Sorry – sort of? 

Hillary Clinton said in an interview Friday that she’s “sorry” her use of personal email for State Department business has “been confusing to people,” but didn’t offer an outright apology for her actions.

“At the end of the day, I am sorry that this has been confusing to people and has raised a lot of questions, but there are answers to all these questions and I will continue to provide those answers,” Clinton told MSNBC’s Andrea Mitchell.

However, when asked earlier in the interview if she was sorry for her decision to use personal email for State Department business, Clinton hedged. 

“Well, I certainly wish that I had made a different choice and I know why the American people have questions about it, and I wanted to make sure I answer those questions.”

The 2016 Democratic frontrunner went on to reiterate her claim that her use of email was “fully above board and allowed by the State Department,” but said that it would have been better if she had two accounts – one for personal and one for work use. She said she didn't "stop and think" which email system she should use.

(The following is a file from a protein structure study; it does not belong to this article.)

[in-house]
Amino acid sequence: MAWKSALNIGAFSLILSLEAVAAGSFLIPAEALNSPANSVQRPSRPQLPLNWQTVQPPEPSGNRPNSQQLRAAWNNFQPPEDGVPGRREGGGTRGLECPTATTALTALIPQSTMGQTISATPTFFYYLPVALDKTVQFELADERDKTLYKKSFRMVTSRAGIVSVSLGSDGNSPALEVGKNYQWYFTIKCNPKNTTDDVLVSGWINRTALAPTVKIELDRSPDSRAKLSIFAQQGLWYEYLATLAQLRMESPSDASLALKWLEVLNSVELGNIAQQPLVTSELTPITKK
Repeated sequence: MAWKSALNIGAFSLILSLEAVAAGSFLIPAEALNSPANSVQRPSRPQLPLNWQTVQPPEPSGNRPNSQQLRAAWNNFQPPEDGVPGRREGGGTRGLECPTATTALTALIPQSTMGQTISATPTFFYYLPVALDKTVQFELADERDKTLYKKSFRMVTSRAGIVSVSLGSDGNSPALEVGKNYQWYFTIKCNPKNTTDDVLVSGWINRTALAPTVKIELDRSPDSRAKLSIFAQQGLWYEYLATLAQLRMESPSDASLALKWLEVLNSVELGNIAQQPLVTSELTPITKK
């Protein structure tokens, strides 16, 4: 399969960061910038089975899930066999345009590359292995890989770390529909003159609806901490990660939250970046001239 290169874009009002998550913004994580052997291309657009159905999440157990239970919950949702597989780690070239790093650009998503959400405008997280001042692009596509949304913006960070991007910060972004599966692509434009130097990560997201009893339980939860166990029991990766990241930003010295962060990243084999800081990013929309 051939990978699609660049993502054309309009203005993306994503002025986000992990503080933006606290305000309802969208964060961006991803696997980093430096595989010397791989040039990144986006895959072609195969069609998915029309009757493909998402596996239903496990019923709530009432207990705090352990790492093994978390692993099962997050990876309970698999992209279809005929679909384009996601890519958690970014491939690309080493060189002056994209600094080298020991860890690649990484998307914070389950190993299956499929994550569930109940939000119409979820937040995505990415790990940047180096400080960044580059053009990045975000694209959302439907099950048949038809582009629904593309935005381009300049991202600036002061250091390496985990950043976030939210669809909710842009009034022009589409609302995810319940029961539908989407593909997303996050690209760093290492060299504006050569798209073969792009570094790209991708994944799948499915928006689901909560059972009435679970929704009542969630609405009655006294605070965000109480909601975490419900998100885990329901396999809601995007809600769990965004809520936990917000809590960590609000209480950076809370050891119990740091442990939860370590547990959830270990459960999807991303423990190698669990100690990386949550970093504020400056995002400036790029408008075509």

The Republican National Committee quickly jumped on Clinton’s remarks. 

“What’s clear is Hillary Clinton regrets that she got caught and is paying a political price, not the fact her secret email server put our national security at risk,” RNC spokesman Michael Short said in a statement.

“Hillary Clinton’s repeated distortions of her growing email scandal, which now involves an FBI investigation, and her refusal to apologize only reinforce why three-fifths of the country doesn’t trust her,” said Short.

In the interview, Mitchell also asked Clinton how she feels that a Quinnipiac poll found that the first words that came to mind among voters when asked about her were “liar,” “untrustworthy” and “crooked."

“Well it certainly doesn’t make me feel good," Clinton said. "But I am very confident that by the time this campaign has run its course people will know what I’ve been saying is accurate and I will have a chance to do that in front of the entire world with the congressional committee hearing.”

“They may disagree, as I now disagree, with the choice that I made but the facts that I have put forth have remained the same.”